Should I Be Afraid of Drug Addicts?
The characteristic that first comes to mind with “drug addict” is one of desperation – a need which overwhelms all moral sense or honorable intent.
The junkie of movies and television is a shaking, grasping ball of Loser. Gollum, at his most vile, was willing to ruin all in pursuit of his “precious.”
The real face of addiction is more complex and more human.
Addiction comes in many forms
The “junk” in junkie refers to heroin, and that’s the addiction many have in mind when they picture a violent criminal who will attack, rob and even kill to get their “fix.” We never see someone addicted to gambling, alcohol or tobacco portrayed this way, though the addictions can be just as difficult to kick.
Another stereotype we’ve been fed is that addiction is solely a matter for the inner city poor - the hustler on the mean streets who will tell all to the cops for a couple of bucks - money you know they are going to spend on more drugs.
According to the National Institute on Drug Abuse (NIDA), poverty is a risk factor, along with two other risks that may be more prevalent in big cities: availability of drugs and use of drugs among peers. Other risk factors are broader, including an early propensity for violence, poor social skills and a lack of parental supervision.
The true face of addiction is hard to see because so much is hidden. One study, sponsored by NIDA, looked at inner city addiction (cocaine and heroin) and found the average addict was 39 years old, male, unemployed and living in a private home, not on the street. About a third of the addicts were women.
What about violence and addiction?
We don’t have to look far to see news about gangs who sell drugs and the violence associated with gangs. Mexican drug cartels have gained a justified reputation of being ruthless killers. The question is whether or not the violence is the result of drug addiction or comes from the business of dealing drugs.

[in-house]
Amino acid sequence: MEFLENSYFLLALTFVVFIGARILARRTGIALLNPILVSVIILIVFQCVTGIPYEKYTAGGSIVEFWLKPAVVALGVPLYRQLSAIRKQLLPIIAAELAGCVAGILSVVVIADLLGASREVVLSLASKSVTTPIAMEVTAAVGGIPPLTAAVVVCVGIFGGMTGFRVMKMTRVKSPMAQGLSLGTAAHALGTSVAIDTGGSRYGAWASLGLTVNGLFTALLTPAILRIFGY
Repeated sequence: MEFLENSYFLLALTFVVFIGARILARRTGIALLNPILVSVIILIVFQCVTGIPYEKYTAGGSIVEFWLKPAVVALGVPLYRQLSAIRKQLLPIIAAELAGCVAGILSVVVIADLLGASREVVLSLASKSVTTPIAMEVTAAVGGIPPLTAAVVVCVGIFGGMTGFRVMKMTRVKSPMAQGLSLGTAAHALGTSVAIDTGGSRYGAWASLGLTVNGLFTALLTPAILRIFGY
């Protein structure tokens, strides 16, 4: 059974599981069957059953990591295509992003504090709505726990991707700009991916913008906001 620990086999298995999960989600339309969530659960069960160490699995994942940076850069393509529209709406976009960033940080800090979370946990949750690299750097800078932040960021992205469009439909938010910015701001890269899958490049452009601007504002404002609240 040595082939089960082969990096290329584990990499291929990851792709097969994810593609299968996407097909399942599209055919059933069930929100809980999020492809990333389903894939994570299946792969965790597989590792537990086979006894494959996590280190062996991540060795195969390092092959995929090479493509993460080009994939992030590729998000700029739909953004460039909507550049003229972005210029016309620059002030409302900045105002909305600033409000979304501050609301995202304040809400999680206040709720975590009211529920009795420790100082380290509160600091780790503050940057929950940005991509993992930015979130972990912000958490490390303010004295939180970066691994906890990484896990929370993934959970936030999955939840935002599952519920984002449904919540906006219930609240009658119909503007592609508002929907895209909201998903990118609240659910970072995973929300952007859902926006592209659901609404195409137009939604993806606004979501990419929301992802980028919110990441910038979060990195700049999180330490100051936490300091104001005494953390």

Opponents of the drug war argue that the majority of drug-related violence would fall away if drugs were legalized. They point to the lack of any other enforcement mechanism or way to gain “market share.” For example, if a drug deal goes bad, it won’t do any good to hire a lawyer and sue.
As individuals, there is a clear association between drugs and violent behavior. According to an article in the Psychiatric Times, up to 75 percent of those seeking addiction treatment report having engaged in violent behavior, including physical assault, mugging and attacking others with a weapon.
One hypothesis is that this population has difficulty controlling their anger and that they have problems with impulsive behavior. This same pool of violent addicts was also more than twice as likely to have attempted suicide.
Early aggressive behavior is listed as a risk factor for addiction – not that addiction causes violence, but that the violent are more prone to becoming addicted.
Should I fear my addicted partner?
Violence in the home is associated with substance abuse problems. The classic picture is of an alcoholic, abusive father or husband who comes home drunk and beats everyone up. But according to information from the University of Minnesota on domestic violence:
A prevailing myth about domestic violence is that alcohol and drugs are the major causes of domestic abuse. In reality, some abusers rely on substance use (and abuse) as an excuse for becoming violent.
This is an important distinction to make – addiction doesn’t cause domestic violence, but someone who is violent is more likely to be a substance abuser.
The victims of addiction
In all cases, whether there is violence or not, the victim of addiction will be the addict themselves. We do not fear someone who smokes tobacco, at least no more than anyone else. Marijuana users actually have a positive reputation, perhaps a legacy of the peaceful hippie. Methamphetamine, crack and heroin addiction generate the most fear, but even with these it’s worthwhile to see the human being underneath the label.
Even the hardcore, drug-seeking addict isn’t necessarily driven to violence in pursuit of their drug. They would prefer a low-risk property crime, the “smash and grab” over a mugging or armed robbery. For this group, an arrest means withdrawal. Judgment is certainly impaired by addiction, and desperation is also a key feature. They only know one treatment for their disease that works 100 percent of the time: get more drugs.
Should we fear addicts? No more than we fear a dozen other categories of people. Violence as a means to an end is unfortunately all too common in the US. What is uncommon, however, are reports of mass shootings where the perpetrator was killing because of an addiction. And when crime is directly associated with addiction, like a pharmacy break-in or robbery, the purpose is not to harm, but to steal.
Fear for the addict is more rational than fear of the addict.